And a further £10 billion "contingency" has been set aside to meet additional unexpected cost increases, reflecting the complexity of the project, with the first submarine due to enter service in the early 2030s, the SDSR said.

"The revised cost and schedule reflect the greater understanding we now have about the detailed design of the submarines and their manufacture," the report said.

The SDSR set out heavily-trailed plans for two new Army 5,000-strong "strike brigades" capable of deploying rapidly around the world, as well as an additional £12 billion of equipment funding. They will form part of a joint maritime, land and air expeditionary force totalling 50,000 by 2025, compared to the current commitment of 30,000.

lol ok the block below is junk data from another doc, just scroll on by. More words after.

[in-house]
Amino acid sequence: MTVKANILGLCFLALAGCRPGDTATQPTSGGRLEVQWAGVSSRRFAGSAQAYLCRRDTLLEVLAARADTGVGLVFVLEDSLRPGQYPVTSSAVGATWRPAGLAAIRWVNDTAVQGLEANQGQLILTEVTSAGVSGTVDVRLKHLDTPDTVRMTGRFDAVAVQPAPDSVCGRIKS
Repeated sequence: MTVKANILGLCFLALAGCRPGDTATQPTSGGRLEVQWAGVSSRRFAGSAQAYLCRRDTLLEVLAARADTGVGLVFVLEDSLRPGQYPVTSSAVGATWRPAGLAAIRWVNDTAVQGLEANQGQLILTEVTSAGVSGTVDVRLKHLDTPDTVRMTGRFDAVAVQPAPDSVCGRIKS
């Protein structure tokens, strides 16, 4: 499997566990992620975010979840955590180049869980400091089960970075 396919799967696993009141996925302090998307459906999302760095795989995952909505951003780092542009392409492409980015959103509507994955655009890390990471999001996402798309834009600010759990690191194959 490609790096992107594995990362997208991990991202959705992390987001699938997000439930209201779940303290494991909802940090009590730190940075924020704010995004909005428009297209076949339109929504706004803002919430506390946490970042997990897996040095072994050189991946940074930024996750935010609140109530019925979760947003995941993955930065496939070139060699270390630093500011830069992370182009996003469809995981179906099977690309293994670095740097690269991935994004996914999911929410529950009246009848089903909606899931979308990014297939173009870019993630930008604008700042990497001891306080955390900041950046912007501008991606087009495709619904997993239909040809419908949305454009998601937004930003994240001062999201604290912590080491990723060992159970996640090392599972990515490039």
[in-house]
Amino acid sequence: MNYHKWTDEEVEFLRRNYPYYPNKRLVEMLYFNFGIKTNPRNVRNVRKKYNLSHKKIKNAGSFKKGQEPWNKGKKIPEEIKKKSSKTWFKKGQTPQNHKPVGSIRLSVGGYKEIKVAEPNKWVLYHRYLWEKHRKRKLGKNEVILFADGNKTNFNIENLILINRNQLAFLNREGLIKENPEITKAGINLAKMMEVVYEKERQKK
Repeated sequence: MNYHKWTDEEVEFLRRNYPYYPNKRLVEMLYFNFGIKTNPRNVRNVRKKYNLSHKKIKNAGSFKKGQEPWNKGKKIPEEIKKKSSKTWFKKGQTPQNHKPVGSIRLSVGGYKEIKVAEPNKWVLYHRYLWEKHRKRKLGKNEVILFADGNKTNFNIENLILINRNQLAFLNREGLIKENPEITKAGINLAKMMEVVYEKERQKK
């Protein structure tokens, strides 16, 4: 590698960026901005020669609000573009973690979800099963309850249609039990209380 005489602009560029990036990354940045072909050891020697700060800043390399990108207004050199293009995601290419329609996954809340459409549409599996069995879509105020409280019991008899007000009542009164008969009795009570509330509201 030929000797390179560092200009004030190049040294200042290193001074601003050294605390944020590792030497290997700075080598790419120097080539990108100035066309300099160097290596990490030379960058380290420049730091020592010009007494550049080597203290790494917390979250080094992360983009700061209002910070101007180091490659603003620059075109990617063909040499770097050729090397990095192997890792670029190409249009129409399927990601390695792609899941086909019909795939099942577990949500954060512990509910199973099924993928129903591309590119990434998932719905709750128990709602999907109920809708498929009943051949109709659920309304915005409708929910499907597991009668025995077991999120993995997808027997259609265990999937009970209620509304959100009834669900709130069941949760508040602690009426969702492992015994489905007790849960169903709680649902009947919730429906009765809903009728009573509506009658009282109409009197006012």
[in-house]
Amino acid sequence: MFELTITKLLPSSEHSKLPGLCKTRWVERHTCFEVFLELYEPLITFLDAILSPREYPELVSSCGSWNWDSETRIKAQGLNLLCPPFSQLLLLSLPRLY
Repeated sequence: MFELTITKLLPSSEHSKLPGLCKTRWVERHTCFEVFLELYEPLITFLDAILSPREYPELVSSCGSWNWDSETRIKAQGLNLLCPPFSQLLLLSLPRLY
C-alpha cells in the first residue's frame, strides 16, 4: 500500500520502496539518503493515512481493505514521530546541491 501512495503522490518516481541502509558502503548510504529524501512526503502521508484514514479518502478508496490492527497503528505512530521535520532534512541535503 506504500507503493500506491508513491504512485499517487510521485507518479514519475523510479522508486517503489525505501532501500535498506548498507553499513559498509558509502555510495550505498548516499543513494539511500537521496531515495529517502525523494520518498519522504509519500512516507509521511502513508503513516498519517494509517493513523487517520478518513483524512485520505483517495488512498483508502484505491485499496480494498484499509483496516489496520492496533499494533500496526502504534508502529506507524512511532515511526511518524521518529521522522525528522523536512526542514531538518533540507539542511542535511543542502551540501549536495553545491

Up to 10,000 troops will also be made available for swift deployment to support the police in dealing with terror attacks of the kind seen earlier this month in Paris.

In other measures, the MoD will acquire nine Boeing P8 maritime patrol aircraft to plug the gap left by the highly-criticised decision in the last review in 2010 to scrap a new generation of Nimrod aircraft.

There will be a 10-year extension to the operational lifespan of the RAF's Typhoon jets and upgrade work to give them ground attack capabilities - effectively adding two additional frontline squadrons.

The Typhoons - fitted with upgraded stealth radar equipment - will now see service through to 2040 to answer RAF fears over the dwindling size of its resources. The extended lifespan means there will be seven squadrons of around 12 aircraft.